Went to 35mm film with a 50mm
Then to a full frame digital with a 17mm and 50mm
Then to medium format with mamiya TLRs and the 55mm and 105mm
Picked up FF digital again with a 40mm
Played around with various 35mm point and shoots such as the olympus xa and nikon L35af
Then went to 4x5 with a rodenstock 135mm
Currently using an Autocord with its amazing 75mm and FF digital with 50mm

I've come to the conclusion over the years that the focal length I get along with best is the 35mm - 50mm range (normal lengths I suppose), 40mm being the perfect compromise. I found 135mm on 4x5 to be the absolute perfect lens for me and I miss it dearly, cant wait for the day I return to that setup when funds allow. I'm also thinking the fuji ga645i with its 60mm would be a perfect camera for me.

David Karp
5-Feb-2015, 21:12
I started shooting 4x5 with a 210mm Caltar II-E, which is the only lens I ever purchased new. I followed it up with 90mm and 75mm f/4.5 Grandagon-N lenses, because I was going to shoot architecture and lighting (long story). That happened not very long before digital took over, and I decided it was not the time to start doing that. I continued LF photography for fun, but mostly with the 210mm. I found a 125mm Fujinon NW at MPEX. A friend of mine told me that if I did not buy it, he would, so I grabbed it. These two focal lengths are probably my most used, even after purchasing lots of different lenses.

I did a lot of research on the forum and elsewhere, and came up with a list of what seemed to be the preferred lenses at various focal lengths for backpacking. These included lenses like the 150mm APO-Sironar-S, 200mm Nikkor M, and the 110mm Super Symmar XL. Then I made a list of lenses that I thought I could afford to buy in their place! These included the 150mm Fujinon NW, 210mm f/6.1 Xenar, a 90mm f/8 Fujinon SW, and my already in-use 125mm Fujinon. Over time, I accumulated lenses that were on my ideal list, like a 300mm Nikkor M and a 450mm Fujinon C. I also sold my 90mm Fujinon and upgraded to a 90mm f/8 Nikkor. The Fujinon was really nice. The only real advantage of the Nikkor is the larger image circle, which is truly an advantage. The Nikkor has the same image circle as the 90mm Grandagon-N, so I sold the Grandagon-N.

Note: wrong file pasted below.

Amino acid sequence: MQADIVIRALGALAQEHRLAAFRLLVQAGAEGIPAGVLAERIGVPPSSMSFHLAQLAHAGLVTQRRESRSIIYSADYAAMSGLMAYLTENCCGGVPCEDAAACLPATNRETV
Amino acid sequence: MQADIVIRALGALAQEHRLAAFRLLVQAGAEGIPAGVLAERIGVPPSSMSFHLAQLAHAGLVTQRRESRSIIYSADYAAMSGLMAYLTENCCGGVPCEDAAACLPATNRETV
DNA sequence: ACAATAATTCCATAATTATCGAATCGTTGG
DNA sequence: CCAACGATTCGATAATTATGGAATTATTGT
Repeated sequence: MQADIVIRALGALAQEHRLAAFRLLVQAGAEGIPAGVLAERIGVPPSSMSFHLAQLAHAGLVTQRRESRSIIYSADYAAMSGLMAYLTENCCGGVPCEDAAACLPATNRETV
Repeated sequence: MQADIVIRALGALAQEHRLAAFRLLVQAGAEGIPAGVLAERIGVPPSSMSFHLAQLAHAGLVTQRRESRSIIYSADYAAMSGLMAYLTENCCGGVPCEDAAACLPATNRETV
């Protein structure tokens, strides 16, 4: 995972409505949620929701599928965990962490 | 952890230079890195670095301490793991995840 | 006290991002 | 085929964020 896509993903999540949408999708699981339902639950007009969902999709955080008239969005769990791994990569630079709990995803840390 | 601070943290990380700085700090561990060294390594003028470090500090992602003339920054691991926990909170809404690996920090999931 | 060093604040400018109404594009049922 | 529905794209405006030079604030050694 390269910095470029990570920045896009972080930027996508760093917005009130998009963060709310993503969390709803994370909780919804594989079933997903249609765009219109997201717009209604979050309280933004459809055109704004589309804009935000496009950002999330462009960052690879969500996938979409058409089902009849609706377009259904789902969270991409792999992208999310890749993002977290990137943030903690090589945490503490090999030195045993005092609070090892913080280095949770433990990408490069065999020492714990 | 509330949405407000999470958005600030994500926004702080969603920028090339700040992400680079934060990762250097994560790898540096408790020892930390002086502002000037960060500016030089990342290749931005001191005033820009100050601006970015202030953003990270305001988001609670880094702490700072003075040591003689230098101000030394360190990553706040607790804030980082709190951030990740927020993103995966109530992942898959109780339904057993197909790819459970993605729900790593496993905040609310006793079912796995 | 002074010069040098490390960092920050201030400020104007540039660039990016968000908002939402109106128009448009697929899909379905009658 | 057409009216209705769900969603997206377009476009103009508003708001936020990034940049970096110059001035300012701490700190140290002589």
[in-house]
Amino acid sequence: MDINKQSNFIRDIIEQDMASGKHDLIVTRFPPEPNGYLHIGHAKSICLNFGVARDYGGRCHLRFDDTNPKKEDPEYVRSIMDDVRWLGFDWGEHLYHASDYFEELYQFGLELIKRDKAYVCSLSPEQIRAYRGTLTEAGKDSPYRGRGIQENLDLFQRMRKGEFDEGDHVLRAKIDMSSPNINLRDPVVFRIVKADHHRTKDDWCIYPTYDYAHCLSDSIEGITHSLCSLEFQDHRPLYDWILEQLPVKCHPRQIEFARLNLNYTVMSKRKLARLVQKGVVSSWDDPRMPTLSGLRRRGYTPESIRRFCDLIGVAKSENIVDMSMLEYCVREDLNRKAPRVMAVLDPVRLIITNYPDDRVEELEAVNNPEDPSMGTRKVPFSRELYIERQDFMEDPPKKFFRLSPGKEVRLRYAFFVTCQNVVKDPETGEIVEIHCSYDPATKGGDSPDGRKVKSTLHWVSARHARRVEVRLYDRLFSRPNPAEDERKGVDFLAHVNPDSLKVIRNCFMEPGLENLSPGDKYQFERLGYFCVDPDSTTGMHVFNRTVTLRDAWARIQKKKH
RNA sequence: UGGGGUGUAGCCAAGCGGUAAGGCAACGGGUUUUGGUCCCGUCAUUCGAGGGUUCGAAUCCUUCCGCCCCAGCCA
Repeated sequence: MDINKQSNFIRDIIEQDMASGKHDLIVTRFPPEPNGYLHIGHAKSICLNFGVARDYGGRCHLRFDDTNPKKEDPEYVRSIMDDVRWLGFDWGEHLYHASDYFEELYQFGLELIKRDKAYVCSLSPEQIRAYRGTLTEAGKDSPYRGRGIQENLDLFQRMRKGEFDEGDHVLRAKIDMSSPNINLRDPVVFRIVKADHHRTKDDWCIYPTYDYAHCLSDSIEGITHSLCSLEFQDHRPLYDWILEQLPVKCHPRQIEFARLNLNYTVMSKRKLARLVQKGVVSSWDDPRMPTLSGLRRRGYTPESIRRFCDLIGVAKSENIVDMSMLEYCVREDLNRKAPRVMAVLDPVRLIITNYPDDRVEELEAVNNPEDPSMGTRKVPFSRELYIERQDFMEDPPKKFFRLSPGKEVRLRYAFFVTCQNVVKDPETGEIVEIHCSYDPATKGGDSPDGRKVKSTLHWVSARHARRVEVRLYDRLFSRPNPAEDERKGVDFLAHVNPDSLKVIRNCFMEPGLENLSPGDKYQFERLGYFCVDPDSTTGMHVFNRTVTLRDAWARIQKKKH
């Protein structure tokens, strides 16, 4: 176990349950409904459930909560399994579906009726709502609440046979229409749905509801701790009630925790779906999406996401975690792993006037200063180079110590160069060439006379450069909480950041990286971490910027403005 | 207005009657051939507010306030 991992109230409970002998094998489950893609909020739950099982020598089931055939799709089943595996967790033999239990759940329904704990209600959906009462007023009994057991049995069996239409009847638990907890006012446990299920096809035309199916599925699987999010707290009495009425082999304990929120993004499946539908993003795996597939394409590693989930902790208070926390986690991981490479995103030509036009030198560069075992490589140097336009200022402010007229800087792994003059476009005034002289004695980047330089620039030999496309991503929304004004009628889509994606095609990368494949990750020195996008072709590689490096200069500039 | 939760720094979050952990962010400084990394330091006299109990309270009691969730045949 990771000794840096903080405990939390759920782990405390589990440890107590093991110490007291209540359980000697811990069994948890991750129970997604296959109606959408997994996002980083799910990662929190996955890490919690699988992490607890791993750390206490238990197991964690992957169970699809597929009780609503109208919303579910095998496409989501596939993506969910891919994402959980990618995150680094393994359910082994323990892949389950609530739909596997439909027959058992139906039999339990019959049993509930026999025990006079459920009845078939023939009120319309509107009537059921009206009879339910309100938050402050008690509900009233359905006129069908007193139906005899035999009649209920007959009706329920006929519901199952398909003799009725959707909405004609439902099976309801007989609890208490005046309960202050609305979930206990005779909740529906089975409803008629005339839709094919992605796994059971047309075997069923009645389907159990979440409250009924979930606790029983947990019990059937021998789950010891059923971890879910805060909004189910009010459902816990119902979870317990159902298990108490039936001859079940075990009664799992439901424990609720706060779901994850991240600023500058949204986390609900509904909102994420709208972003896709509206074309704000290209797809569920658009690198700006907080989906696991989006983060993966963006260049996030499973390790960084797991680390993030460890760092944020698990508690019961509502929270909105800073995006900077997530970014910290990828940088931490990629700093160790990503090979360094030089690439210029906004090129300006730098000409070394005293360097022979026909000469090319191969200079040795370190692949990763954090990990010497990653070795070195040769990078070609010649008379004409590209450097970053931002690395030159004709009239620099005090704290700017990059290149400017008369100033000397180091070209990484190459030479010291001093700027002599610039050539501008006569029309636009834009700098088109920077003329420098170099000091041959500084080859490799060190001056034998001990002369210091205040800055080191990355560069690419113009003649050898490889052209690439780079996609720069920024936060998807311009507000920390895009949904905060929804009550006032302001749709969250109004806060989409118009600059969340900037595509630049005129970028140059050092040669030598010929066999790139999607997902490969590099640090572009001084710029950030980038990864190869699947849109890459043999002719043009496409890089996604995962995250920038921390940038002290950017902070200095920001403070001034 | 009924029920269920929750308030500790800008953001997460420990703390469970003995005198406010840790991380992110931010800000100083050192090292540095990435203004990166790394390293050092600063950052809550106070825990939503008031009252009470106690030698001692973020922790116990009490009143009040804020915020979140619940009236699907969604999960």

I found a 210mm f/6.1 Caltar Pro, which is a Xenar, and it is really nice. I got it for a low price on EBay, but it came with a dented filter ring which was not disclosed. I got a partial refund and was able to get a step up ring to 52mm on it, so who cares? Single coated, but I have no need to trade up to get a 200mm Nikkor M. The 150mm Fujinon W is just as nice as the 125mm version. The 150 has a nice image circle. Not as big as the APO-Sironar-S, but bigger than most other multicoated 150s. The Fujinon was a fraction of the price of the Sironar-S, but nobody ever looked at a photo and said “why didn’t you photograph that with a Sironar-S?”

I got a nice deal on the forum for a 135mm Optar to use on my Crown Graphic. (That is where the 210mm Caltar II-E lives now.) More recently, I purchased a 90mm Wollensak to use on my Travelwide.

Of course, then you run into deals that you can’t pass up. Like the 150mm Sironar-N I picked up for something like $135 thinking I was going to use the shutter for something, but can’t because it is tiny and light and just as nice as my 150mm Fujinon. Maybe someday I will choose between them. Who knows? Then there was the 210mm Caltar II-N, which years ago went for a “210mm today in 2015” price and is super nice. I guess I had to have three Caltar 210mm lenses! (This one was for my WP camera.) Then I purchased a camera, lenses and accessories to get a Horseman roll film back. The kit included a 180mm Fujinon A and a 135mm Fujinon W (single coated). I sold everything but the 180mm Fujinon A. It was too good to part with it. And of course, I purchased a single coated 240mm Fujinon A because I had to have it. Later, I sold it because I got a really good deal on a multicoated version I had to have. So now sometimes I go out with a 90mm-125mm-180mm-240mm-450mm combo and other times I go with a 90mm-150mm-210mm-300mm-450mm set.